Economy & Budget

Will ending ‘tax cuts for the rich’ reduce the debt?

Will ending 'tax cuts for the rich' reduce the debt?

As of this writing, the national debt is more than $16 trillion, according to the Treasury, up from less than $11 trillion when Barack Obama was inaugurated. The Census estimates that there are less than 115 million households in the United States. That works out to more than $140,000 in debt per household – an increase of more than 50 percent since Obama’s inauguration.

Now, says the president, we must reduce the deficit. To do so, we can either cut spending or increase revenues. President Obama proposes to do the latter: In order to increase revenues, he says, we must permit some of the tax cuts enacted under President George W. Bush to expire on Dec. 31 – specifically, those for people with adjusted gross income in excess of $200,000, or families with adjusted gross income of more than $250,000.

Extending these cuts for another two years would “cost” the federal government about $42 billion next year, and about $38 billion in fiscal year 2014, according to the Congressional Joint Tax Committee (JCT) and Congressional Budget Office (CBO).

This estimate is consistent with CBO’s original projections, but that office’s track record in these matters is less than stellar: In August 2003, when Congress was debating the proposed Bush tax cuts, CBO projected that these reductions in tax rates would reduce the growth of tax revenues to about $84 billion below its “baseline” by 2007. Instead, according to the Obama White House, revenue growth increased to about $63 billion above CBO’s baseline over this period.

This is one example of a general problem with government estimates of the effects of tax changes: they generally underestimate incentive effects – sometimes with ludicrous results. According to Bruce Bartlett, a former Treasury economist, in response to a 1989 query from Senator Bob Packwood (R-Ore.), JCT reported that a 100 percent tax rate on all incomes over $200,000 would generate revenues of $204 billion in 1990, $232 billion in 1991, $263 billion in 1992, and $299 billion in 1993. It’s hard to imagine that many people would keep earning so much taxable income if they didn’t get any of it. Yet JCT had to assume not only that people would do so, but would actually increase their aggregate taxable income year after year.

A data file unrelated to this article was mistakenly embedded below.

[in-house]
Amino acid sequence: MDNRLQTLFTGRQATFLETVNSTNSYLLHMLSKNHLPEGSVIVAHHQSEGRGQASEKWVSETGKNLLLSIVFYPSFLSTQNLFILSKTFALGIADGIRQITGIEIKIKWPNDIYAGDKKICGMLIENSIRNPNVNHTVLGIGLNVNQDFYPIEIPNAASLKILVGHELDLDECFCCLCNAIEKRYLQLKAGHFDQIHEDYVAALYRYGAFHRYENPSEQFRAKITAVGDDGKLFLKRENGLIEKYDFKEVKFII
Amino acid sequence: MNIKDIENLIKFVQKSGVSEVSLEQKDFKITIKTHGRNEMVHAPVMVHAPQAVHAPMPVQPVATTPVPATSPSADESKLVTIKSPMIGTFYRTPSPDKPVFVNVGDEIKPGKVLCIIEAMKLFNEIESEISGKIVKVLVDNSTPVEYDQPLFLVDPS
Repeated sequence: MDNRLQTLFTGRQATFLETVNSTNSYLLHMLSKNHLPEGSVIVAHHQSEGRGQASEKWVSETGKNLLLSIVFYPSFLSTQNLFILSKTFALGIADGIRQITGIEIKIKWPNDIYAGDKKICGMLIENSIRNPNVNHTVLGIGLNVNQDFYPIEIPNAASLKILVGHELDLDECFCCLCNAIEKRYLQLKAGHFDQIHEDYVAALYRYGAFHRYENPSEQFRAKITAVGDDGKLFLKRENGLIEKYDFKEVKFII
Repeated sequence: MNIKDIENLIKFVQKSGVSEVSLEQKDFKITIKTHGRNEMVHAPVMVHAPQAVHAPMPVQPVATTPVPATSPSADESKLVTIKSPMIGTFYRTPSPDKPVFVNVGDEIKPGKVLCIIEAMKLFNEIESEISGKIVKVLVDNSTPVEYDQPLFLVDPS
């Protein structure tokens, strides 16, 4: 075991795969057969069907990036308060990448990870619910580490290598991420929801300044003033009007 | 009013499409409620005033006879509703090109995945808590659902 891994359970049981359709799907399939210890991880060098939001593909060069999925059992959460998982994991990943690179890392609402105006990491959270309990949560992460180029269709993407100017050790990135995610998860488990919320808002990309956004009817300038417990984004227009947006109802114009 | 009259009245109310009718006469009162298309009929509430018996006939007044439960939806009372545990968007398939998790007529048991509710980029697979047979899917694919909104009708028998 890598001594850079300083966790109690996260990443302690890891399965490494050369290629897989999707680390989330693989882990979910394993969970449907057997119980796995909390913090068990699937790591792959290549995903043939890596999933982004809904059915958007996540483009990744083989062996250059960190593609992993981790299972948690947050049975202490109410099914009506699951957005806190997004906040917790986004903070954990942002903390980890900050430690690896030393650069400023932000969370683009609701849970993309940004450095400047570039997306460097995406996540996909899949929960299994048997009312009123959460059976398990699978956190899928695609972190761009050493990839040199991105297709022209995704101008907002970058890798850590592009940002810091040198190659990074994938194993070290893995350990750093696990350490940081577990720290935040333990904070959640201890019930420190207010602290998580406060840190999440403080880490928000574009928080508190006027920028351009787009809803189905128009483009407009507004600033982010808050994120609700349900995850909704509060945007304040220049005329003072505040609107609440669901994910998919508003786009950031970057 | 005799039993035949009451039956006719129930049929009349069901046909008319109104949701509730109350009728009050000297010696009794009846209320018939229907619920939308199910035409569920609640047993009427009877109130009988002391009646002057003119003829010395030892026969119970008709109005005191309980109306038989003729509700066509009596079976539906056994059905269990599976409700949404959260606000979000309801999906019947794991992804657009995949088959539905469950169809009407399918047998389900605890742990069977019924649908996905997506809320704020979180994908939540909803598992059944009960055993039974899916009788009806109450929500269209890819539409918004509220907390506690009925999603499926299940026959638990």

Nevertheless, let’s assume that CBO’s projections of the effects of this tax hike are correct this time: Obama estimates that the national debt will increase by $2.5 trillion (to about $18.5 trillion) by 2014. If he gets his way–abolishing tax cuts for high earners–this will raise a cumulative total of just $80 billion by then, reducing Obama’s projected debt in 2014 by less than one-half of 1 percent.

CBO estimates that this miniscule reduction in the growth of the national debt will increase economic growth by 1.3 percent but, as the former chair of Obama’s Council of Economic Advisers warned in a 2010 paper, “tax increases appear to have a very large, sustained, and highly significant negative impact on output.

Raising taxes is risky when economic growth is barely above recession levels. Gross Domestic Product is hobbling along at an estimated 2 percent annualized growth, according to the Bureau of Labor Statistics. Even this anemic figure may be optimistic, given October’s sharp downward revision of last quarter’s estimated growth from 1.7 percent to 1.3 percent.

During Obama’s first term, the debt grew by $5 trillion. This was not because revenues fell: The Office of Management and Budget estimates that this year’s revenues are about $278 billion greater than in 2009, and total revenues since 2009 have exceeded $9 trillion; the problem is that President Obama spent $5 trillion more than this — more than $14 trillion.

Tax hikes may reduce the debt by 1 percent or 2 percent, as CBO projects, or they may backfire, tipping us back into recession. The only sure way to reduce the debt is to cut spending.

Mark LaRochelle was contributing editor at Consumers’ Research and editor at National Journalism Center. He is a regular contributor to Human Events and all of his columns can be found at HumanEvents.com.

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